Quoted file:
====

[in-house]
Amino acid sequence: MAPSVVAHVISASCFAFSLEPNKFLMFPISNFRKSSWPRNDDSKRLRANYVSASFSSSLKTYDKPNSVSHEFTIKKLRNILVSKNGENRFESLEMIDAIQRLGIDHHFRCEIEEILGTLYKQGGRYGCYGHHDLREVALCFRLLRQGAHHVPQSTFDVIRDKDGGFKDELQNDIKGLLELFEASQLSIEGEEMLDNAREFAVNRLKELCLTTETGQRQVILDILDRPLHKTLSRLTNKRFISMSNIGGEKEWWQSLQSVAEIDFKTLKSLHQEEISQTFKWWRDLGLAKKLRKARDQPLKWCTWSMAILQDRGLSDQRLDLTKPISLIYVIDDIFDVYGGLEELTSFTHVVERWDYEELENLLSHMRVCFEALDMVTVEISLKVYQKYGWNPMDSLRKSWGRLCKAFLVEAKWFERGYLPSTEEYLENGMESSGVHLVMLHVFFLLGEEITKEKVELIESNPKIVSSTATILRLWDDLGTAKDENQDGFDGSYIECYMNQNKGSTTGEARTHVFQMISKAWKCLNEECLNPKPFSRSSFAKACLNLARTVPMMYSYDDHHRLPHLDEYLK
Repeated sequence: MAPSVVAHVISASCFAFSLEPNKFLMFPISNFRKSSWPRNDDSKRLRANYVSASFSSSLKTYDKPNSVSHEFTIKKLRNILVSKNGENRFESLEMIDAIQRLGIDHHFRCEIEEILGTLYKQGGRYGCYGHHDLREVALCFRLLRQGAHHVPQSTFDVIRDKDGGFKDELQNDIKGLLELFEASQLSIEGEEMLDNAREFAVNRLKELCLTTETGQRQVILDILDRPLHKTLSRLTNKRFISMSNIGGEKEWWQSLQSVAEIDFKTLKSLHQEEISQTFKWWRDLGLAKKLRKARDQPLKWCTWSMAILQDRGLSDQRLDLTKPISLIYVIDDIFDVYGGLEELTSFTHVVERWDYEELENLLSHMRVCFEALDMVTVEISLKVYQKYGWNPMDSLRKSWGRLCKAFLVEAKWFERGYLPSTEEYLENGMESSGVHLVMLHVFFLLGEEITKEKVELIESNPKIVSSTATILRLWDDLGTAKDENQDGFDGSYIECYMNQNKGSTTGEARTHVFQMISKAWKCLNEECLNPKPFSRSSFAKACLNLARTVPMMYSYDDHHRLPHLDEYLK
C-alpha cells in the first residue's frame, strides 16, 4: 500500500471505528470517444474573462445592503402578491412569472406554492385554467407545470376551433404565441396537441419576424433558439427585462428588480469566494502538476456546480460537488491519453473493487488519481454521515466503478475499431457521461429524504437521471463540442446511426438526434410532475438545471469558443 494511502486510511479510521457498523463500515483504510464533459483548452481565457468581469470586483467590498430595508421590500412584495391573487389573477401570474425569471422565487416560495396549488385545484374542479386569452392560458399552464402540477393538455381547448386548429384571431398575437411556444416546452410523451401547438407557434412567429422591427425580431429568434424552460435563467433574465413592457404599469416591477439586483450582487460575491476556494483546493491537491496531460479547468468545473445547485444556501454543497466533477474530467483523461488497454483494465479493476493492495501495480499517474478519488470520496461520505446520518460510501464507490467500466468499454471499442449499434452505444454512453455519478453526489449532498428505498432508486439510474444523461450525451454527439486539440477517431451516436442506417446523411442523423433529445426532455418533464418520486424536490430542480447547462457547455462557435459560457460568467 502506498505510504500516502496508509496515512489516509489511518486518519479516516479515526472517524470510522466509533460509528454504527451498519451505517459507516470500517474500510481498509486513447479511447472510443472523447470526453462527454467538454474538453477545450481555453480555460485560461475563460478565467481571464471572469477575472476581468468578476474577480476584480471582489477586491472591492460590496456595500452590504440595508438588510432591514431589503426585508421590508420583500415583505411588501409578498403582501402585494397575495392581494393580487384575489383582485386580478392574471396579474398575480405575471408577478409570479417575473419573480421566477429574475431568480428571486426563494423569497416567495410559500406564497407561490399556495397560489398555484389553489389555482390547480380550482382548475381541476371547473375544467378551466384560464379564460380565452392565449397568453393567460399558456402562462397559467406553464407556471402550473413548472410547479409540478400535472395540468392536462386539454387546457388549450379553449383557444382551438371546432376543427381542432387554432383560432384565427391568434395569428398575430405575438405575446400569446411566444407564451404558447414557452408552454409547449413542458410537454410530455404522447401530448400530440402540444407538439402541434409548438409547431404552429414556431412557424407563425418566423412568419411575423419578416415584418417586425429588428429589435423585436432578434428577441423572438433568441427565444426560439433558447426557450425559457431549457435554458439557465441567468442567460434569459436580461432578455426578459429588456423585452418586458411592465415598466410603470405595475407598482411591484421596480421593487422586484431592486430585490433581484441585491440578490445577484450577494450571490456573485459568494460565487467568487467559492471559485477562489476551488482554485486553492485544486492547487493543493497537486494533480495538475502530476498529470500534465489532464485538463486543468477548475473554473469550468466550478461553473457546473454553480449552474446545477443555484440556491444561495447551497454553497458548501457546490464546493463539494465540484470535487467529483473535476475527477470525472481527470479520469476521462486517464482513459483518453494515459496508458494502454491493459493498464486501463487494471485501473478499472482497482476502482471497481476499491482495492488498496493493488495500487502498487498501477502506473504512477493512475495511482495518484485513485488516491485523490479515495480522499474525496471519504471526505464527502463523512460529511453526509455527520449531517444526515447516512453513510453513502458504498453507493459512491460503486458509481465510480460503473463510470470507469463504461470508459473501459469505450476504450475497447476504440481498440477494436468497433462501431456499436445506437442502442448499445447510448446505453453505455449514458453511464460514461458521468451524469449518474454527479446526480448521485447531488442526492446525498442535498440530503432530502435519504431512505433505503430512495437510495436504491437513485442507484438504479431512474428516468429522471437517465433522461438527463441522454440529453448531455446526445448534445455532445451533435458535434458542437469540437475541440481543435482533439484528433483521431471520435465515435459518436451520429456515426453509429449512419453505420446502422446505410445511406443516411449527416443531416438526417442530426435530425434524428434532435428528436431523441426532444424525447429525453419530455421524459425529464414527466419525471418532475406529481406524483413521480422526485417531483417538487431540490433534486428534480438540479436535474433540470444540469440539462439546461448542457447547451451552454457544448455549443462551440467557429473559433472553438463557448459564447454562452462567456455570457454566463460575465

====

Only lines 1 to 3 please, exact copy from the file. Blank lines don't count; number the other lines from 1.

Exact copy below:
[in-house]
Amino acid sequence: MAPSVVAHVISASCFAFSLEPNKFLMFPISNFRKSSWPRNDDSKRLRANYVSASFSSSLKTYDKPNSVSHEFTIKKLRNILVSKNGENRFESLEMIDAIQRLGIDHHFRCEIEEILGTLYKQGGRYGCYGHHDLREVALCFRLLRQGAHHVPQSTFDVIRDKDGGFKDELQNDIKGLLELFEASQLSIEGEEMLDNAREFAVNRLKELCLTTETGQRQVILDILDRPLHKTLSRLTNKRFISMSNIGGEKEWWQSLQSVAEIDFKTLKSLHQEEISQTFKWWRDLGLAKKLRKARDQPLKWCTWSMAILQDRGLSDQRLDLTKPISLIYVIDDIFDVYGGLEELTSFTHVVERWDYEELENLLSHMRVCFEALDMVTVEISLKVYQKYGWNPMDSLRKSWGRLCKAFLVEAKWFERGYLPSTEEYLENGMESSGVHLVMLHVFFLLGEEITKEKVELIESNPKIVSSTATILRLWDDLGTAKDENQDGFDGSYIECYMNQNKGSTTGEARTHVFQMISKAWKCLNEECLNPKPFSRSSFAKACLNLARTVPMMYSYDDHHRLPHLDEYLK
Repeated sequence: MAPSVVAHVISASCFAFSLEPNKFLMFPISNFRKSSWPRNDDSKRLRANYVSASFSSSLKTYDKPNSVSHEFTIKKLRNILVSKNGENRFESLEMIDAIQRLGIDHHFRCEIEEILGTLYKQGGRYGCYGHHDLREVALCFRLLRQGAHHVPQSTFDVIRDKDGGFKDELQNDIKGLLELFEASQLSIEGEEMLDNAREFAVNRLKELCLTTETGQRQVILDILDRPLHKTLSRLTNKRFISMSNIGGEKEWWQSLQSVAEIDFKTLKSLHQEEISQTFKWWRDLGLAKKLRKARDQPLKWCTWSMAILQDRGLSDQRLDLTKPISLIYVIDDIFDVYGGLEELTSFTHVVERWDYEELENLLSHMRVCFEALDMVTVEISLKVYQKYGWNPMDSLRKSWGRLCKAFLVEAKWFERGYLPSTEEYLENGMESSGVHLVMLHVFFLLGEEITKEKVELIESNPKIVSSTATILRLWDDLGTAKDENQDGFDGSYIECYMNQNKGSTTGEARTHVFQMISKAWKCLNEECLNPKPFSRSSFAKACLNLARTVPMMYSYDDHHRLPHLDEYLK